Working mothers need more career support from their employers, according to research by Santander.
The research, which surveyed more than 2,000 women, found that one-third (33%) of those returning to work after starting a family said that the time away had not affected their career progression.
The research also found that 26% of respondents who are mothers had changed careers after having children in order to better suit their family life. The same proportion had switched to a less professionally rewarding job, but one that was better for their family.
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One in eleven (9%) respondents who are mothers have taken a career break to focus on their family, while 6% have given up work altogether because they could not juggle work and family life.
The research also examined the ways in which employers could help women catch up in their careers after taking time off to have children.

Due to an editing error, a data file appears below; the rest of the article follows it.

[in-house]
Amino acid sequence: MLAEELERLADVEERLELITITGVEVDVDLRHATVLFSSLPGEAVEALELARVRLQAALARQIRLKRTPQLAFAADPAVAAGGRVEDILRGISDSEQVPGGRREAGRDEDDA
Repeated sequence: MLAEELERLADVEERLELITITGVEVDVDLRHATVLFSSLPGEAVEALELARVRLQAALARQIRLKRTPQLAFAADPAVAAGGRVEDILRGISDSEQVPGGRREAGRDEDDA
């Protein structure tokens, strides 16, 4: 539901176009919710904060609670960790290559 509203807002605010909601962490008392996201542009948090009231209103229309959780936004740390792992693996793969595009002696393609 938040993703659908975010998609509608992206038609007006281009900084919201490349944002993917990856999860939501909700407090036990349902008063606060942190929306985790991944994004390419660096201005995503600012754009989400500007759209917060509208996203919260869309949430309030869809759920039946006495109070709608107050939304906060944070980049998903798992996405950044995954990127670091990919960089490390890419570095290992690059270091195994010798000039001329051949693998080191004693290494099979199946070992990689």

- 56% of respondents said employers should guarantee mothers the opportunity to work in the same role they did before they had children, but on a more flexible or part-time basis.
- 33% would like organisations to give mothers the opportunity to work from home, providing that their role is not fixed to a specific location.
- 30% of respondents think that employers should put in place tailored career development plans, which are specifically designed to help them catch up in their career.
- 25% of all women, whether mothers or not, said working mothers should be given mentoring or coaching to help them catch up in their career after returning from maternity leave.
- 28% of working mothers said that the ability to fit their hours around the school day was the most important factor, while 24% said flexible working was the most important factor.
- 17% of respondents put salary as their number one consideration.
- Long-term career prospects within the organisation were cited by only 8% of respondents as the most important factor, compared to 21% of women without children.
Simon Lloyd, HR director at Santander UK, said: “These findings show that organisations need to do more to help women achieve a suitable balance between family and work that allows them to achieve their career aspirations.
“We believe that the loss of talented, experienced women from Britain’s employers is one of the biggest challenges that need to be overcome if the UK is to compete in an increasingly competitive global marketplace.”